Page 24 - Microsoft Word - Lightroom CC Classic Book.docx
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 image or to a group of them. Let’s look at the picture above and use the right-hand panel to adjust it.
The Histogram: You will notice that at the top of the panel there is an Histogram. This Histogram tells us how well the picture has been exposed. I see that this image has been exposed in the camera for the snow which is the brightest part of the scene and the rest of the image is underexposed. This is very common when you are taking winter shots. It also tells you the ISO, the focal length of your lens, the aperture and the shutter speed used to create this picture.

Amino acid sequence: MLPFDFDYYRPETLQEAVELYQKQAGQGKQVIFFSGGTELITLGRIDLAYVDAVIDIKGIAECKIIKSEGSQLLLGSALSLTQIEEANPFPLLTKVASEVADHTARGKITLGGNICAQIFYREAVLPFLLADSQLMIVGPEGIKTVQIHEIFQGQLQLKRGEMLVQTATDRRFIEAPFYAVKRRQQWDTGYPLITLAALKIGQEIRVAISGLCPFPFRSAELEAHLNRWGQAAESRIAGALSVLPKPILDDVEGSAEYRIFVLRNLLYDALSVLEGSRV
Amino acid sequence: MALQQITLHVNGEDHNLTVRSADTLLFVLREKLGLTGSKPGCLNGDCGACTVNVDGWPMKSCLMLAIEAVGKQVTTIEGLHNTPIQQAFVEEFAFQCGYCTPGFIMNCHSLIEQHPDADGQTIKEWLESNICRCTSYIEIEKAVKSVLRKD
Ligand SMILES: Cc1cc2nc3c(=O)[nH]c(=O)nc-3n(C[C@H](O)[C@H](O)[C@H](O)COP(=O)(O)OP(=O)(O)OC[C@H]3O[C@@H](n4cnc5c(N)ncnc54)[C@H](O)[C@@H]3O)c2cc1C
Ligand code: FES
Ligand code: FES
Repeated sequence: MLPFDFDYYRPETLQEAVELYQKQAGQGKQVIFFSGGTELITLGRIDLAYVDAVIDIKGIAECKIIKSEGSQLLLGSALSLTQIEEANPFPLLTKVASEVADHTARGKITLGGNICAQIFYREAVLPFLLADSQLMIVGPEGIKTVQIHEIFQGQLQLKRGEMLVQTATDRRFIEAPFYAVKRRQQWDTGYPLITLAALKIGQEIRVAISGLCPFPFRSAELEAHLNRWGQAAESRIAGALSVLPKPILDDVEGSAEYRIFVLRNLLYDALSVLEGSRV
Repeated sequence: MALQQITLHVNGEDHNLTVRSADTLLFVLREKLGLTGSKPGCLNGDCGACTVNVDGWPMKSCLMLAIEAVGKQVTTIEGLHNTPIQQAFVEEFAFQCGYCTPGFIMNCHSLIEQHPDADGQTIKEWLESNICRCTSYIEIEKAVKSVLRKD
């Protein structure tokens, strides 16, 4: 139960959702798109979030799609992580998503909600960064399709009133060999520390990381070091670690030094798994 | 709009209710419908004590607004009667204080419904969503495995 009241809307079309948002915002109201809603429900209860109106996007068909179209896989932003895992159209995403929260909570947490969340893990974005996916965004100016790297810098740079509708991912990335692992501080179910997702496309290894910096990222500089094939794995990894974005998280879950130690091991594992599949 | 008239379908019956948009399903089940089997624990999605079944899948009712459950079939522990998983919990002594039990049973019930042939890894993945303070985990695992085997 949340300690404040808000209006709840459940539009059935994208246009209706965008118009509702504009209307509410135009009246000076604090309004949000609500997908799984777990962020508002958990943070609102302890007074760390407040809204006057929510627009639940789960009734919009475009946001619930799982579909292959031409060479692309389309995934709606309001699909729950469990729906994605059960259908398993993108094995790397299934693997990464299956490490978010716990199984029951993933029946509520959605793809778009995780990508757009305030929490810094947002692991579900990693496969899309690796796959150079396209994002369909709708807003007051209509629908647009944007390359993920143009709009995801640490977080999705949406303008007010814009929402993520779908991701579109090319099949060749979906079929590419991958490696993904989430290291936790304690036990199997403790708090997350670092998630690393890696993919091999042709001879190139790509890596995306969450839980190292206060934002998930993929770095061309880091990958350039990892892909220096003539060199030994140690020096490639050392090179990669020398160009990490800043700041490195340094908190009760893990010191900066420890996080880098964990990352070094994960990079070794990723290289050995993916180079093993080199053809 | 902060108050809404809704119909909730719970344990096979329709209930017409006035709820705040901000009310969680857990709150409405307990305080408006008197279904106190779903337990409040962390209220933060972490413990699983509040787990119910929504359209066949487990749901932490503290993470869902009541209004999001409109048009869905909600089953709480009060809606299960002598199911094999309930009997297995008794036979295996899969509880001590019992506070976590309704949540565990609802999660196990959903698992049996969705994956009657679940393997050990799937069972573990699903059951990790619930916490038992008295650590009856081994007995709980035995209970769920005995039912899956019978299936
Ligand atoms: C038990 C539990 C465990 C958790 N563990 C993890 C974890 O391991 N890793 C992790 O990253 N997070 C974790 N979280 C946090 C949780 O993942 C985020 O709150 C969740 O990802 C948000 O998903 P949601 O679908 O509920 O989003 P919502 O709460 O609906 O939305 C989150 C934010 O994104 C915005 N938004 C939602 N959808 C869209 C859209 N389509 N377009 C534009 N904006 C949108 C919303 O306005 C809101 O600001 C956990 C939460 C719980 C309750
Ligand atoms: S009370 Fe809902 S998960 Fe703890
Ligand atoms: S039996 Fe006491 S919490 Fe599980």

Quick Develop: Quick Develop is right below that and you can select a preset or change the White Balance which in this case was probably set to Daylight in the camera. I find the image a bit too blue so I am going to warm it up a bit. Choosing Cloudy in the White Balance settings makes it pretty good, however it still isn’t quite what I wanted and it is still underexposed and I
Original as shot
will return it to As Shot. I could adjust the Arrow keys for both Temperature and Tint to see if that will help. These Arrow keys have a fine adjustment in the middle left and right arrows and a courser adjustment on the outside arrows. However, this time I am going to click on the selection Auto to see what that does. As you can see it
has warmed it up a bit, but not too much. (Later when we get into the Develop Module we will show you more accurate ways to adjust the images when it comes to White Balance.)
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